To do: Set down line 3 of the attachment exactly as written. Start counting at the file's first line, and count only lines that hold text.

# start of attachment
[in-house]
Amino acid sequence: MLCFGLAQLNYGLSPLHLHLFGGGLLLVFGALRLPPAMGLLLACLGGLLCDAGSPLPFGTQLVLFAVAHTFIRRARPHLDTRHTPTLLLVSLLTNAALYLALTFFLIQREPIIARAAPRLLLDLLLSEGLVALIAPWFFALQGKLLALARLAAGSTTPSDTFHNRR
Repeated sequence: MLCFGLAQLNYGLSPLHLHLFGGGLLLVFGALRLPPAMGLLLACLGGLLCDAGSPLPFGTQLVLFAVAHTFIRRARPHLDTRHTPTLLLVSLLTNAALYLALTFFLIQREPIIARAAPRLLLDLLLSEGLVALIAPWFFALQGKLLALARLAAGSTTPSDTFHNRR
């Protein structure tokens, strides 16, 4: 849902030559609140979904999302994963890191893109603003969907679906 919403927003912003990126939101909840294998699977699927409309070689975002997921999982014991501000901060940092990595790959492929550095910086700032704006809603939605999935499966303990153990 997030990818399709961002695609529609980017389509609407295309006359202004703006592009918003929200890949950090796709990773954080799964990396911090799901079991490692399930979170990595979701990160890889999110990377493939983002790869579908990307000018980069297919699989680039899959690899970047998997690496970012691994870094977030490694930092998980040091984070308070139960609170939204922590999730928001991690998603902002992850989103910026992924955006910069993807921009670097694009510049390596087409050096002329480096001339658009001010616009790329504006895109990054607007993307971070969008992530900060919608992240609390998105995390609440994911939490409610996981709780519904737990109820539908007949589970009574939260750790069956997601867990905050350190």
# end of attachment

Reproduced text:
Repeated sequence: MLCFGLAQLNYGLSPLHLHLFGGGLLLVFGALRLPPAMGLLLACLGGLLCDAGSPLPFGTQLVLFAVAHTFIRRARPHLDTRHTPTLLLVSLLTNAALYLALTFFLIQREPIIARAAPRLLLDLLLSEGLVALIAPWFFALQGKLLALARLAAGSTTPSDTFHNRR